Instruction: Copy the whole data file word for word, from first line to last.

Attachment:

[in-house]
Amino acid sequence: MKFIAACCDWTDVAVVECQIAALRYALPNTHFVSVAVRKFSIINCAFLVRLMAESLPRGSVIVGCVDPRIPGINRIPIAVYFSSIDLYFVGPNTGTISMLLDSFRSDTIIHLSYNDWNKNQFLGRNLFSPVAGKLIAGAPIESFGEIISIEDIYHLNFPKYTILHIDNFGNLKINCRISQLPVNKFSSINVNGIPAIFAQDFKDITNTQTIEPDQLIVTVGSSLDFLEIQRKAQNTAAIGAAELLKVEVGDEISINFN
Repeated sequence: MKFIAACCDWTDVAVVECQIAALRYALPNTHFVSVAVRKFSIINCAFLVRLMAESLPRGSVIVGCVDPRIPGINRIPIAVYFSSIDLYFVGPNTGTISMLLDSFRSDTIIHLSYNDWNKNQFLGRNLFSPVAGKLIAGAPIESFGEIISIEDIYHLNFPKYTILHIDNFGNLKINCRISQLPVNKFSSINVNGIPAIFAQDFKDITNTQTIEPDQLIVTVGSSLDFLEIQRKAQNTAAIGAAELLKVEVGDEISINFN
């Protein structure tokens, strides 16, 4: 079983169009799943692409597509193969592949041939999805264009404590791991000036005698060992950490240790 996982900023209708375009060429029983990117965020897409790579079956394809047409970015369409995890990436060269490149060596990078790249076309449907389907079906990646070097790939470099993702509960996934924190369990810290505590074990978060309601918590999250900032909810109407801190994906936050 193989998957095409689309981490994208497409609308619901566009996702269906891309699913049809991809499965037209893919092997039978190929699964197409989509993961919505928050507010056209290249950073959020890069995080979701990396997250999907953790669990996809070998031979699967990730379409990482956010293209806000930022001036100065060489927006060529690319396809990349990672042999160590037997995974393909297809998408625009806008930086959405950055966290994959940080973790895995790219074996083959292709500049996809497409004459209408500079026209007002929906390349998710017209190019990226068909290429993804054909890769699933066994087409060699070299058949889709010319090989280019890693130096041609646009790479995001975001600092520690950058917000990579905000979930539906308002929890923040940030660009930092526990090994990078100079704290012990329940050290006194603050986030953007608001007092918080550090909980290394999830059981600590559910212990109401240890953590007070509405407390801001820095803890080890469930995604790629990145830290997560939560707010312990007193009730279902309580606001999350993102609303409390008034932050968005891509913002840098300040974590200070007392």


[in-house]
Amino acid sequence: MKFIAACCDWTDVAVVECQIAALRYALPNTHFVSVAVRKFSIINCAFLVRLMAESLPRGSVIVGCVDPRIPGINRIPIAVYFSSIDLYFVGPNTGTISMLLDSFRSDTIIHLSYNDWNKNQFLGRNLFSPVAGKLIAGAPIESFGEIISIEDIYHLNFPKYTILHIDNFGNLKINCRISQLPVNKFSSINVNGIPAIFAQDFKDITNTQTIEPDQLIVTVGSSLDFLEIQRKAQNTAAIGAAELLKVEVGDEISINFN
Repeated sequence: MKFIAACCDWTDVAVVECQIAALRYALPNTHFVSVAVRKFSIINCAFLVRLMAESLPRGSVIVGCVDPRIPGINRIPIAVYFSSIDLYFVGPNTGTISMLLDSFRSDTIIHLSYNDWNKNQFLGRNLFSPVAGKLIAGAPIESFGEIISIEDIYHLNFPKYTILHIDNFGNLKINCRISQLPVNKFSSINVNGIPAIFAQDFKDITNTQTIEPDQLIVTVGSSLDFLEIQRKAQNTAAIGAAELLKVEVGDEISINFN
């Protein structure tokens, strides 16, 4: 079983169009799943692409597509193969592949041939999805264009404590791991000036005698060992950490240790 996982900023209708375009060429029983990117965020897409790579079956394809047409970015369409995890990436060269490149060596990078790249076309449907389907079906990646070097790939470099993702509960996934924190369990810290505590074990978060309601918590999250900032909810109407801190994906936050 193989998957095409689309981490994208497409609308619901566009996702269906891309699913049809991809499965037209893919092997039978190929699964197409989509993961919505928050507010056209290249950073959020890069995080979701990396997250999907953790669990996809070998031979699967990730379409990482956010293209806000930022001036100065060489927006060529690319396809990349990672042999160590037997995974393909297809998408625009806008930086959405950055966290994959940080973790895995790219074996083959292709500049996809497409004459209408500079026209007002929906390349998710017209190019990226068909290429993804054909890769699933066994087409060699070299058949889709010319090989280019890693130096041609646009790479995001975001600092520690950058917000990579905000979930539906308002929890923040940030660009930092526990090994990078100079704290012990329940050290006194603050986030953007608001007092918080550090909980290394999830059981600590559910212990109401240890953590007070509405407390801001820095803890080890469930995604790629990145830290997560939560707010312990007193009730279902309580606001999350993102609303409390008034932050968005891509913002840098300040974590200070007392």